and there is a very good chance that many windows 7 users won't even touch the windows 8.1 promotion deal. if you don't like windows 8, you're not going to like windows 8.1, either because none of the features that many users have complained about isn't in windows 8.1 either which are no real start menu, no disable of metro function and no aero glass option. if ms would just give those options to users it would attract many more windows 7 users to jump to windows 8, but seeing as this is ms not listening to the customers doesn't surprise me.
  • 6 Hide
    Anonymous , August 28, 2013 12:04 PM
    I wonder how 8.1 will affect start8 users?
  • 5 Hide
    Parsian , August 28, 2013 12:06 PM
    No more "developers developers developers!!!" ???
  • 0 Hide
    Parsian , August 28, 2013 12:06 PM
    No more "developers developers developers!!!" ???
  • -2 Hide
    Parsian , August 28, 2013 12:07 PM
    No more "developers developers developers!!!" ???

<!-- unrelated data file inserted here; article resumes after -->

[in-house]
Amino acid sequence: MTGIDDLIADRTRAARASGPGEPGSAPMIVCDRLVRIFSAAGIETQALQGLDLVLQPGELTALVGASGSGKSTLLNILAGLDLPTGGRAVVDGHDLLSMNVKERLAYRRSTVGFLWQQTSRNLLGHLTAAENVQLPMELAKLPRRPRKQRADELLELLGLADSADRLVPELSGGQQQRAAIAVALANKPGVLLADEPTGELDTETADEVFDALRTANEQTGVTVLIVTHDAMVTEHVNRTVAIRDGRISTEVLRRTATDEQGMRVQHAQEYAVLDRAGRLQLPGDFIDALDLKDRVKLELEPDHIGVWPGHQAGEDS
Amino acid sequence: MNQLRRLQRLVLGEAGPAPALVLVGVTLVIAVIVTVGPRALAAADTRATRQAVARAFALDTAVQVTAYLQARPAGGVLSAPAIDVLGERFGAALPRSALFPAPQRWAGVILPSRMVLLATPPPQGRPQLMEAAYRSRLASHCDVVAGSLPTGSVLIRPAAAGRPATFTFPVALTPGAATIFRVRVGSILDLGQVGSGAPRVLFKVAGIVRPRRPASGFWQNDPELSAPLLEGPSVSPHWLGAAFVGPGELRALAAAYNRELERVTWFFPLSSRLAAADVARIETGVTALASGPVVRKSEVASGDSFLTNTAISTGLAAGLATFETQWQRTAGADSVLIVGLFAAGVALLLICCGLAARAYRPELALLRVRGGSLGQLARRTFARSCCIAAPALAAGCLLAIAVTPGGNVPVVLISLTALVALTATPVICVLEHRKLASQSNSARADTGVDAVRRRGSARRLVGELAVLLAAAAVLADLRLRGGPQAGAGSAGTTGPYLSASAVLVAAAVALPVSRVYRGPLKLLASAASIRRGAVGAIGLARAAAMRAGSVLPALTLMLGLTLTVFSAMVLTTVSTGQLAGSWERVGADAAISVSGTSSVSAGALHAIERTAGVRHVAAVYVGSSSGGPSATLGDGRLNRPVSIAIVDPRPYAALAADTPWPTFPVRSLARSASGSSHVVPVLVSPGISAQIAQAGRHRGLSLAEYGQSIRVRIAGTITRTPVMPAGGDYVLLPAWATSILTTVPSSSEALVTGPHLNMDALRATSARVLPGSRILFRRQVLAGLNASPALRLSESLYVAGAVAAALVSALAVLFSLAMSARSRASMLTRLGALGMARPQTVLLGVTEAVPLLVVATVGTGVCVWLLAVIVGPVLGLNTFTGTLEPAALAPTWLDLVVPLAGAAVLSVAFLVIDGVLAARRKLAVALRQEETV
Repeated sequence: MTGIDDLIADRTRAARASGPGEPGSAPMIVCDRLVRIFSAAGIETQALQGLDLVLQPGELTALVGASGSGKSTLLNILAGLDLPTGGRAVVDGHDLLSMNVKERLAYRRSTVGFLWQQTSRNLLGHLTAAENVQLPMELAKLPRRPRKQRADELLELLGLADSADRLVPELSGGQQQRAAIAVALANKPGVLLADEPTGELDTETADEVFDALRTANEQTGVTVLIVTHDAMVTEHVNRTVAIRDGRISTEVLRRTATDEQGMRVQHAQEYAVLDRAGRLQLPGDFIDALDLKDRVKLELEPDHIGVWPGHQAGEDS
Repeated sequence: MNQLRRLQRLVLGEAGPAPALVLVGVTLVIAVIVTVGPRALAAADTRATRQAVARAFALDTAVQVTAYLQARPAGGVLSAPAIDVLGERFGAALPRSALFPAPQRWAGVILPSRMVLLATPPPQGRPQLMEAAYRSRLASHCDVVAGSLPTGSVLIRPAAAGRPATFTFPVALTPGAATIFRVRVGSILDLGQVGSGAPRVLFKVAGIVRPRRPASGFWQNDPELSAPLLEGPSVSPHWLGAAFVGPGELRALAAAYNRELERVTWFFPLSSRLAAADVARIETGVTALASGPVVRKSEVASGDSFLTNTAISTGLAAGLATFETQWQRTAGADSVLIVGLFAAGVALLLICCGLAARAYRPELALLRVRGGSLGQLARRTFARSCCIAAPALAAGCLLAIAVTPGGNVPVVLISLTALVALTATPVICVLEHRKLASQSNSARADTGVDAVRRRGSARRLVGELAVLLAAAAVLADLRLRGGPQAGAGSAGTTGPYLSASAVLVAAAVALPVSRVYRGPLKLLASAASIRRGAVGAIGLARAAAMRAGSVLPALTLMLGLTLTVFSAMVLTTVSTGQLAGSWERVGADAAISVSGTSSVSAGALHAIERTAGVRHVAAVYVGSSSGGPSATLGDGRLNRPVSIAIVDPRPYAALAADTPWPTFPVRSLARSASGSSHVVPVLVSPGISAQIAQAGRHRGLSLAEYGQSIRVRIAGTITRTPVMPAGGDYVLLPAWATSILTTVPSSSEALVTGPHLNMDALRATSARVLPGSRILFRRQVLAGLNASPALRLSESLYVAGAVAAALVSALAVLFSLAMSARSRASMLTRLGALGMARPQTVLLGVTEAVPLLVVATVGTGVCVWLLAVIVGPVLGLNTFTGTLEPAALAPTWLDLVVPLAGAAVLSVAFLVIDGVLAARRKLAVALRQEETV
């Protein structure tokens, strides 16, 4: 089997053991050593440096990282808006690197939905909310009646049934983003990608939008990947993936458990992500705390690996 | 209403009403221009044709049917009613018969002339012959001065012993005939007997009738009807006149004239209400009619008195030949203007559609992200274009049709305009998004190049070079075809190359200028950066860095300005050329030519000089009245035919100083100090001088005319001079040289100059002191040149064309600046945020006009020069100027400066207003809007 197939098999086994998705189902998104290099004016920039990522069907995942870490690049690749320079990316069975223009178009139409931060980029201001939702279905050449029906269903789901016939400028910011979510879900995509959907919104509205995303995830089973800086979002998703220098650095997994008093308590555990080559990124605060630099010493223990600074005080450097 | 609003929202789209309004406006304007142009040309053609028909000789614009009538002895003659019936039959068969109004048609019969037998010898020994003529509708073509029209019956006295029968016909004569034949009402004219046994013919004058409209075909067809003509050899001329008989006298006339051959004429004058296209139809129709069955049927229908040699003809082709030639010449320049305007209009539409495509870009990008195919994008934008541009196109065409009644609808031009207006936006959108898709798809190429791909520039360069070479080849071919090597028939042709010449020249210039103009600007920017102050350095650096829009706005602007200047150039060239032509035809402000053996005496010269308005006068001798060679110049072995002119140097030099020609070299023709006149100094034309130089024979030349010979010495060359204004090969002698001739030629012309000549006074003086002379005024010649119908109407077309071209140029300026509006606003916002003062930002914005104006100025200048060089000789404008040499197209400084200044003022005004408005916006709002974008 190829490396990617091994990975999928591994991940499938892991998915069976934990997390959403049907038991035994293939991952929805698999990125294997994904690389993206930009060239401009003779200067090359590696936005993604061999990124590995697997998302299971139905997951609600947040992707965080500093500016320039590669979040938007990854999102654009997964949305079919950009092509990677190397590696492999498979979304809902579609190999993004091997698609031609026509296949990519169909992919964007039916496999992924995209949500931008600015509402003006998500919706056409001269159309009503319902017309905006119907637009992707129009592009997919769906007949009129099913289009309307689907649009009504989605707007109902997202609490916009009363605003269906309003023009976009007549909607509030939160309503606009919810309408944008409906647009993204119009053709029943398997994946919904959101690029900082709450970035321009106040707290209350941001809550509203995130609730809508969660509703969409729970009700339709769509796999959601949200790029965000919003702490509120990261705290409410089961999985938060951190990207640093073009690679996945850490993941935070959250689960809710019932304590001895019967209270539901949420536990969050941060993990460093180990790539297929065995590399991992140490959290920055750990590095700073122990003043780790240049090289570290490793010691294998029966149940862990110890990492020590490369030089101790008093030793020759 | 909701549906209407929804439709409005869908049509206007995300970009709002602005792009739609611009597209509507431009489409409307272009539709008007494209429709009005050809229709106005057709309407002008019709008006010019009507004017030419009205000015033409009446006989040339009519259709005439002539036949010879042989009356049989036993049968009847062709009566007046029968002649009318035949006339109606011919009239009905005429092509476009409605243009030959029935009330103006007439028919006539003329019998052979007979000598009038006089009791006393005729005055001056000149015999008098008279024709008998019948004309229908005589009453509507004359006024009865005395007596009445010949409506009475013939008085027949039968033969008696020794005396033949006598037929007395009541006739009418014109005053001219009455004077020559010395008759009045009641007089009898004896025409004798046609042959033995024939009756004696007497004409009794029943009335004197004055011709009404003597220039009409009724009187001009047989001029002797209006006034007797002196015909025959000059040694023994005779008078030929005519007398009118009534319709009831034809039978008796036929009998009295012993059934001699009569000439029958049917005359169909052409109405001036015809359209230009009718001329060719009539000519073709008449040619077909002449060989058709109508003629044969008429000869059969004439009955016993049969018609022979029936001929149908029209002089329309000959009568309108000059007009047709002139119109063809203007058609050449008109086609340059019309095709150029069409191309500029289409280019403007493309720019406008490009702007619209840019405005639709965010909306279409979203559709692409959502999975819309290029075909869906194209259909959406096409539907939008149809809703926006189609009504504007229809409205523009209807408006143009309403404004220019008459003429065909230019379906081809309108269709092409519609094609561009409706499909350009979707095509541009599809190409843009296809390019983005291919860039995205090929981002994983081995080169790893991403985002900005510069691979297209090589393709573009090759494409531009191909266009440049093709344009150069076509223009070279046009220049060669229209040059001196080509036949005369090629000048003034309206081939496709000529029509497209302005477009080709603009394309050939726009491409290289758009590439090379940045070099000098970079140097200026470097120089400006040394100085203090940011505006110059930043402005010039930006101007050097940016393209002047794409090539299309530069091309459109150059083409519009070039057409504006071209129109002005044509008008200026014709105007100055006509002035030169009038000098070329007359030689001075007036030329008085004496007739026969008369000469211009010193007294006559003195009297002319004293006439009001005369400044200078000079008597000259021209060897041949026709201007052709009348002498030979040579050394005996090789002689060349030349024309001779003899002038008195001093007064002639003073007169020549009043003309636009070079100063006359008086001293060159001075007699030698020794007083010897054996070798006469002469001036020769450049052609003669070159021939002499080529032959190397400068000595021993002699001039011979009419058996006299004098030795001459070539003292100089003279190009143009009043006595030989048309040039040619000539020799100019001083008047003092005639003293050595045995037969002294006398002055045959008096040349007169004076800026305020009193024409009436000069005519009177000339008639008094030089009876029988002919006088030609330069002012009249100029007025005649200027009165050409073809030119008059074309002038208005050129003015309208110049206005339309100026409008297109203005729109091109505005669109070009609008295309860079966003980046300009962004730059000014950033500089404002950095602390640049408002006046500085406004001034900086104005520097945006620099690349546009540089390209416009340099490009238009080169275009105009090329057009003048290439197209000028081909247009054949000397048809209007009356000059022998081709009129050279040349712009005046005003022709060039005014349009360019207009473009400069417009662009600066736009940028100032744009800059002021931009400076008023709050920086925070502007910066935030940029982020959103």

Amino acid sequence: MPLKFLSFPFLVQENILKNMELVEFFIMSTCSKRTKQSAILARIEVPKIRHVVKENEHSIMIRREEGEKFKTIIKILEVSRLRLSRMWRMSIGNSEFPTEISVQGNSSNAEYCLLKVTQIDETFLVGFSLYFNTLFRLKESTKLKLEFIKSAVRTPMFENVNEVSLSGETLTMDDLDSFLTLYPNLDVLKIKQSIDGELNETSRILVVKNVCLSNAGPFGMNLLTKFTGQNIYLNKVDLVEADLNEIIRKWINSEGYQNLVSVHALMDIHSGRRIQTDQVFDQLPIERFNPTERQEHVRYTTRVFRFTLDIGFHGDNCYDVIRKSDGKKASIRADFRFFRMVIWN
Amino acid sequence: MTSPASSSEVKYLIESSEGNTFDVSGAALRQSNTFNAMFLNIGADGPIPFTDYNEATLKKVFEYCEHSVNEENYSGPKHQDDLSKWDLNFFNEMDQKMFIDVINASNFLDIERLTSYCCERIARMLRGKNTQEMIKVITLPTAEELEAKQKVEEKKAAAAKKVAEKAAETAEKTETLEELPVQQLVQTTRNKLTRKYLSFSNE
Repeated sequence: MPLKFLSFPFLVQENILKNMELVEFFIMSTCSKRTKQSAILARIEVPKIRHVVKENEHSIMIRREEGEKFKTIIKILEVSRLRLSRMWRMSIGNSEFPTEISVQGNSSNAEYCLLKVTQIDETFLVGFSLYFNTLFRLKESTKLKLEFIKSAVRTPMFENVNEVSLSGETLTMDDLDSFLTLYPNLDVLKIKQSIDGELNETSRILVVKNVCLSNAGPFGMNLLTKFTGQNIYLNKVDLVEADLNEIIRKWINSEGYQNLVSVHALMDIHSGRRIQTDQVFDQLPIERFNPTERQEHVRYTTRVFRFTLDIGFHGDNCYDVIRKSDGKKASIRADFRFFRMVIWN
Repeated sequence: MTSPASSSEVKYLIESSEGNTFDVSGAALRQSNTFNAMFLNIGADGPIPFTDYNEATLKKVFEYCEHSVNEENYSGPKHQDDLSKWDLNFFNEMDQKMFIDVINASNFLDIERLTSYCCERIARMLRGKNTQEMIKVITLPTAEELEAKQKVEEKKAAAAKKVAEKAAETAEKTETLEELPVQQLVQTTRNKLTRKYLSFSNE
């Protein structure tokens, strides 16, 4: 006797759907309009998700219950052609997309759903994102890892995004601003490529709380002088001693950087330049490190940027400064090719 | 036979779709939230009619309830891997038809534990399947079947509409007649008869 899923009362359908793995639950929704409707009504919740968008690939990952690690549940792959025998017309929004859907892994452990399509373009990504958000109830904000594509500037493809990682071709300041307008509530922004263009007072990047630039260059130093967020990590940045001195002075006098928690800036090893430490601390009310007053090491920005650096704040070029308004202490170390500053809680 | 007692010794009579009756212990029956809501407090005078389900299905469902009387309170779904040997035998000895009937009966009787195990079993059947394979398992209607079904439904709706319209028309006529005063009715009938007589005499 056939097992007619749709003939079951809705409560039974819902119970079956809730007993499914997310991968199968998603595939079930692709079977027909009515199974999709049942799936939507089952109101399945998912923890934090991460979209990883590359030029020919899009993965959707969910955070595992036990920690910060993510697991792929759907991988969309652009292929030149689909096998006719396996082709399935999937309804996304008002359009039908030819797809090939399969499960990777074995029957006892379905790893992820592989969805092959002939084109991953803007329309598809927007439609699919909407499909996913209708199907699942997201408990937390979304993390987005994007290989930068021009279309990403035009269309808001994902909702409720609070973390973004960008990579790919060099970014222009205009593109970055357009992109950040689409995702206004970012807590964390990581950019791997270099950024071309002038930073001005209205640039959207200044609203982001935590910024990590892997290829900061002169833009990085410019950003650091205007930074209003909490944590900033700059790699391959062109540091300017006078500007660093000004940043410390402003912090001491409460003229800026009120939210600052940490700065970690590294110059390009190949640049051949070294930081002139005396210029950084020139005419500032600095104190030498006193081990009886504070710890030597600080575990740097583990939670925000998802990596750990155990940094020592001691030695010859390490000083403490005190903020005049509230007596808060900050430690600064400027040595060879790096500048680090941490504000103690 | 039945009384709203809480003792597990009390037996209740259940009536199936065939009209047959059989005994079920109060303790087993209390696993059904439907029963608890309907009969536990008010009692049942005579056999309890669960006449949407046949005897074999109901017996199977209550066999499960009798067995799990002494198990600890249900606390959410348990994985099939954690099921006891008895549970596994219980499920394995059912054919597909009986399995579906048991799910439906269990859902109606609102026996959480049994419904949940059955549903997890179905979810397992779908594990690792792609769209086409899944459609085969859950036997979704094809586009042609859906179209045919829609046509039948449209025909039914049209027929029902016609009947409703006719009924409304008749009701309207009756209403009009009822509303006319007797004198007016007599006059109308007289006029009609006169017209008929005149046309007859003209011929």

• 2 Hide
    bigpoppastuke , August 28, 2013 12:20 PM
    Talk about shooting yourself in the foot.
  • 0 Hide
    iamthepieman , August 28, 2013 12:35 PM
    DPOD, I use Start8 with the Windows 8.1 beta. It works fine. The only wonky thing about it is that sometimes it ignores my configuration regarding when to bring up the metro menu and when to bring up the Start8 menu.
  • 12 Hide
    ddpruitt , August 28, 2013 12:39 PM
    You know there's something wrong with the comment system when even the neighbor's step aunt makeing $87 is posting the same thing 3 times.
  • 7 Hide
    Grandmastersexsay , August 28, 2013 1:59 PM
    "However, it’s clear that times have changed, with shifts to greater mobility and touch as well as the blurring of work and personal lives. As such, we’ve had to evolve the way we develop and the time in which we deliver to meet customers with the experience they need, want and expect."

    I can't stand this conference room inspired, focus group tested crap. Fire these business major clowns and put some engineers and programmers in charge. Microsoft took their complete market domination and flushed it straight down the toilet with their corporate blundering.
  • -3 Hide
    damianrobertjones , August 28, 2013 2:03 PM
    "Microsoft Denying Developers Access to Windows 8.1 RTM"

    "would need to rely on Visual Studio 2013 preview and the Windows 8.1 consumer preview to update their apps prior to the October 18 launch."